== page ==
Month: October 2018
If you’ve heard that red wine is one of the healthiest of all alcoholic beverages, it’s for good reason.
Thanks to the antioxidants found in the skins of grapes from which it’s made, red wine has been widely publicized as being “healthful”. The kind of antioxidants found in red wine, like RESVERATROL, have powerful anti-inflammatory properties.
Inflammation and oxidation are considered the root causes of most disease, so consuming antioxidant-rich foods is a key component in disease prevention.
Moderate consumption of red wine has been linked to improved heart health, along with other health benefits, like decreasing the risk of:
- Alzheimer’s disease
- certain cancers
Some of the buzz around red wine’s health benefits comes from its prominent role in the well-studied Mediterranean diet.
The Mediterranean diet includes lots of fruit, vegetables, fish, olive oil, and red wine, and is believed to contribute to a long lifespan and low incidences of heart disease and cancer among Mediterranean populations.
The health benefits of red wine are also thought to contribute to low rates of heart disease among the French, despite this population traditionally eating a diet high in saturated fat (think cheese, cream, and buttery croissants!).
How exactly does red wine improve heart health?
But, does a glass of red wine a day really keep the doctor away? Maybe.
Studies have linked regular consumption of red wine with the following positive outcomes:
- increased HDL cholesterol (the good, protective kind)
- lowered LDL cholesterol (the bad, inflammatory kind)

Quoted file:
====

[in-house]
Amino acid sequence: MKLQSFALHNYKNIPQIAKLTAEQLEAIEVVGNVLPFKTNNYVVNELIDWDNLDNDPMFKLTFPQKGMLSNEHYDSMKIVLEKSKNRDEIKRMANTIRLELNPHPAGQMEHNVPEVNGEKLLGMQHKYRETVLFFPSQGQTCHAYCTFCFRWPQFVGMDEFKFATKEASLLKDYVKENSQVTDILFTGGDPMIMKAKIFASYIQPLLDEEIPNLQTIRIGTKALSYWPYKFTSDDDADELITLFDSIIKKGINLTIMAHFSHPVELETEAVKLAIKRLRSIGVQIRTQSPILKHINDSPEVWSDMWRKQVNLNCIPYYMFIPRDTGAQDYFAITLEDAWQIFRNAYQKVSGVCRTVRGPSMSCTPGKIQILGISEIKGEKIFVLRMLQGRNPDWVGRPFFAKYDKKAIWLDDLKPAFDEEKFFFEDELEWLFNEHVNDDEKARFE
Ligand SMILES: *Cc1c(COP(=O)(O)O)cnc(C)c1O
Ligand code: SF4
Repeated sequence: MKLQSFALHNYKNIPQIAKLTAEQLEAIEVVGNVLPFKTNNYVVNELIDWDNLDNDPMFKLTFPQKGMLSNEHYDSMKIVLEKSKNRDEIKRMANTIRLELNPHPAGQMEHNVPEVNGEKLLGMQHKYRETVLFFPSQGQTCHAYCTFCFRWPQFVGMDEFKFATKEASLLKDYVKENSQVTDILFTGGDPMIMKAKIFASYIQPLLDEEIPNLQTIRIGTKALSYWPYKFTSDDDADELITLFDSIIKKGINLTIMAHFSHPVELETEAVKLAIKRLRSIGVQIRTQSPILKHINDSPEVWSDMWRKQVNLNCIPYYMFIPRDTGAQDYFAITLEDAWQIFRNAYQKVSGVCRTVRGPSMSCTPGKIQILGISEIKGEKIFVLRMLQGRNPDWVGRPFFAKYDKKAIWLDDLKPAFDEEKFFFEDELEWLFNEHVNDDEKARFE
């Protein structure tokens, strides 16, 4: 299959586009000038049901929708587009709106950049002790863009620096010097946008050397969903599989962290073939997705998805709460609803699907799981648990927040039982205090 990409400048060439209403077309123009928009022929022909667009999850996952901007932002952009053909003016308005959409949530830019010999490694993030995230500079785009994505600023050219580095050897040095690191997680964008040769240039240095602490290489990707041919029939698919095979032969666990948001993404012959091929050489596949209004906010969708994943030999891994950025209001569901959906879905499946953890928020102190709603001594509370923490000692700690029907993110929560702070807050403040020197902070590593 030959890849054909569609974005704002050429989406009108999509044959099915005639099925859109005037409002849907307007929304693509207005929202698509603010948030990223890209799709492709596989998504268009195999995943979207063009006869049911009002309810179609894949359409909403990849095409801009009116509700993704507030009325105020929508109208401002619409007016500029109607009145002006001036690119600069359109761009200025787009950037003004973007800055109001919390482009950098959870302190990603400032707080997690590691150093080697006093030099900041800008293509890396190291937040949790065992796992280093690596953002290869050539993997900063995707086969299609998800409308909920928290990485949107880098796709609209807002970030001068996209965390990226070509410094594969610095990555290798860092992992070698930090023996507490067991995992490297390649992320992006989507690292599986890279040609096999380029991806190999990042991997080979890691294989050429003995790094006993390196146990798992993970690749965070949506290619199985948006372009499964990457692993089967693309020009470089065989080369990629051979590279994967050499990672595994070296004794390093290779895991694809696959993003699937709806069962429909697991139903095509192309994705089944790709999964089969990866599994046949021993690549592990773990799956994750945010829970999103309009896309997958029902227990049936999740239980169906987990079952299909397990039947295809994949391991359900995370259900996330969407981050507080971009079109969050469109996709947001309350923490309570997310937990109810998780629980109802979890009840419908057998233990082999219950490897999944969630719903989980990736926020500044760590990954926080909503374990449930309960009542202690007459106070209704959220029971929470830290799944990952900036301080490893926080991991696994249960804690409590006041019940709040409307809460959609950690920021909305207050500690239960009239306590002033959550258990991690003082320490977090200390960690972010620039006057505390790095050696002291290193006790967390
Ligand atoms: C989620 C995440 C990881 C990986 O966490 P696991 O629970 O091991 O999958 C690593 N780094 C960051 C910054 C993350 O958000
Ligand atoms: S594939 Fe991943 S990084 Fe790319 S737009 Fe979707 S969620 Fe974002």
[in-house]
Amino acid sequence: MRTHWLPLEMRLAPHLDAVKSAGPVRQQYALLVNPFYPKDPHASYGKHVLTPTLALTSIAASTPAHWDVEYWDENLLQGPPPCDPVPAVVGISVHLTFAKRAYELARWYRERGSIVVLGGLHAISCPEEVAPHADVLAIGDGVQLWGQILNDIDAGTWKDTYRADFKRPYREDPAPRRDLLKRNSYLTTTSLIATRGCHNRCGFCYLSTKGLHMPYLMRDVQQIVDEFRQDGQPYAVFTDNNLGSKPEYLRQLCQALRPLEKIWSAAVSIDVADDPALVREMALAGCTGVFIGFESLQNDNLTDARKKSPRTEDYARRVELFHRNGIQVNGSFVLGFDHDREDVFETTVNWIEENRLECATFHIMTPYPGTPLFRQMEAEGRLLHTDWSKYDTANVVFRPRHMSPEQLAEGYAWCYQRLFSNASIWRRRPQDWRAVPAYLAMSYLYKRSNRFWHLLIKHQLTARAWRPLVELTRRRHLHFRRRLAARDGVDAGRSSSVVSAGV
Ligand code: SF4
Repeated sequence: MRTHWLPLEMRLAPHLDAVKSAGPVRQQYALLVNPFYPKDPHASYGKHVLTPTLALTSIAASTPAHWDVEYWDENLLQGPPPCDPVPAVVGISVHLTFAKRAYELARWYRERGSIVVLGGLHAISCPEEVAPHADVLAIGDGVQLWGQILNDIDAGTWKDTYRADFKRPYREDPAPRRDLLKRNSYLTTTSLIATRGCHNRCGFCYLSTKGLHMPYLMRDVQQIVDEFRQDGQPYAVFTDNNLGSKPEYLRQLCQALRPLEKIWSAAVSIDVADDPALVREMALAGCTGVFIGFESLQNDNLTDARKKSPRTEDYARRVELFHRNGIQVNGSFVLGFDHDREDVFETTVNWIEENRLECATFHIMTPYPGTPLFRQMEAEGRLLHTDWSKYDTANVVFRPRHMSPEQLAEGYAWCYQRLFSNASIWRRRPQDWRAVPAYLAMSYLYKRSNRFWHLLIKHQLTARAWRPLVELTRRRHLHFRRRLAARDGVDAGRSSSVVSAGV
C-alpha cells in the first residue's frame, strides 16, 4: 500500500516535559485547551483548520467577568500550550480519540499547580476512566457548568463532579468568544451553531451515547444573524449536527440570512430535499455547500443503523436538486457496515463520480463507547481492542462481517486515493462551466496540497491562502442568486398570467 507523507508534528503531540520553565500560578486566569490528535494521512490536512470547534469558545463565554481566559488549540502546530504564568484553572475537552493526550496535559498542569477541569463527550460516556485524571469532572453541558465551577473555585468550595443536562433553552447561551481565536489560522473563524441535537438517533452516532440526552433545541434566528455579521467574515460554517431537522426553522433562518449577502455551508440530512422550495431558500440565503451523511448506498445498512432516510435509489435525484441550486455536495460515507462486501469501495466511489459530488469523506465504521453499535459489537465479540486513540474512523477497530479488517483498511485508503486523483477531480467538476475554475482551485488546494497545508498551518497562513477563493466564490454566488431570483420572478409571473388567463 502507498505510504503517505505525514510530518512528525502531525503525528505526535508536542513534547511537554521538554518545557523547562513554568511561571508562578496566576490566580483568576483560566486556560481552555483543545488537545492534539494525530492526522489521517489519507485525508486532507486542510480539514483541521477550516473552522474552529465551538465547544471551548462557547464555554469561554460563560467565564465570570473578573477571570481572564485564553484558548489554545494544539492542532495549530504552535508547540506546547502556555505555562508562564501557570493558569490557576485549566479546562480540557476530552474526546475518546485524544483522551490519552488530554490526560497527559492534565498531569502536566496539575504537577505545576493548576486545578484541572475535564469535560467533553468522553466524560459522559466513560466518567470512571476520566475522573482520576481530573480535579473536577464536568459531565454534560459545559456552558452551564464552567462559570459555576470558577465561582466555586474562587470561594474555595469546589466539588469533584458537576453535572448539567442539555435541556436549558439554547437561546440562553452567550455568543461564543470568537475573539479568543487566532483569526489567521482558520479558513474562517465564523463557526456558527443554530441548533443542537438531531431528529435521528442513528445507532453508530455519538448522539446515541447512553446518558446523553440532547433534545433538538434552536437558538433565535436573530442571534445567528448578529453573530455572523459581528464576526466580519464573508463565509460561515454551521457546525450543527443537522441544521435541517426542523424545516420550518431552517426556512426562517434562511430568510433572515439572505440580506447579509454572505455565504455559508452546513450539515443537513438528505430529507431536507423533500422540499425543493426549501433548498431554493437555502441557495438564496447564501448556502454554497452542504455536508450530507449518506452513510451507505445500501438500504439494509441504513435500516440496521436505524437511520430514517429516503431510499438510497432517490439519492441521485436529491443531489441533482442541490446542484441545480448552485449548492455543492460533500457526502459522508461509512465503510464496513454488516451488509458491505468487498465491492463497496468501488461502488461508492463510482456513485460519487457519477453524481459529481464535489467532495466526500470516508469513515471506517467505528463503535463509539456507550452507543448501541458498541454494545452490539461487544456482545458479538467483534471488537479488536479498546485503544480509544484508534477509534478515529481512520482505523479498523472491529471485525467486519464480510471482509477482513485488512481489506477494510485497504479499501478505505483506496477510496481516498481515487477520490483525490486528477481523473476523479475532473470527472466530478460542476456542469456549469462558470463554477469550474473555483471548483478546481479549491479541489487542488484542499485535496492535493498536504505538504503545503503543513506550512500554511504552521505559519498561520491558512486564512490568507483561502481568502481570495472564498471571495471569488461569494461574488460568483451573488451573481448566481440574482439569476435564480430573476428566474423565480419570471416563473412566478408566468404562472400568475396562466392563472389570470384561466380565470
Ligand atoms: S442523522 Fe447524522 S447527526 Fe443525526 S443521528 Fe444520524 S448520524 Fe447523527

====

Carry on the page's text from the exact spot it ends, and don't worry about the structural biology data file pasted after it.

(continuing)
- lowered triglycerides (fat or lipids found in the blood)
- improved blood pressure
- more stable blood sugar levels
High blood pressure, elevated blood sugar, and undesirable cholesterol and triglyceride levels are all contributing factors in the development of more serious heart disease, like heart attacks and stroke.
Is red wine an essential part of a healthy diet?
The short answer is no.
If you aren’t a fan of wine or choose not to consume alcoholic beverages, there’s no reason to start drinking red wine for the sake of your health!
Plenty of other diet and lifestyle factors, like eating lots of fruits and vegetables, getting regular physical activity, not smoking, and managing stress can provide the same health benefits.
If you enjoy drinking wine, you should choose red varieties over white for the added antioxidants and health benefits. While white wine does contain some antioxidants from grapes, red wine contains much higher amounts.
Like any other alcoholic beverage, it’s also important to remember to limit wine consumption. The health benefits of red wine only apply when it is enjoyed in moderation. Surprise!
When consumed in excess, any alcoholic beverage can negatively impact your health, contributing to alcohol dependence, organ damage, and increased risk of several cancers.
A good rule of thumb for alcohol intake is to limit consumption to one (1) drink per day for women and one to two (1-2) drinks per day for men. The serving size for one standard glass of red wine is 4 oz.
Since the size of wine glasses can vary, use a liquid measuring cup to familiarize yourself with what a 4 oz pour of wine looks like. Then, stick to that serving size!
Whether you call them pimples, blemishes, or zits, ACNE is a common skin condition that can be a source of discomfort, frustration, and embarrassment for those who experience it.
There’s quite a lot of behind-the-scenes action happening in your body that contributes to the development of it.
What Is Acne?
Acne can occur at any age, but is often experienced during distinct phases of hormonal shifting, like adolescence, menstruation, pregnancy, and menopause. This is because fluctuating hormone levels can increase the amount of oil produced by the skin.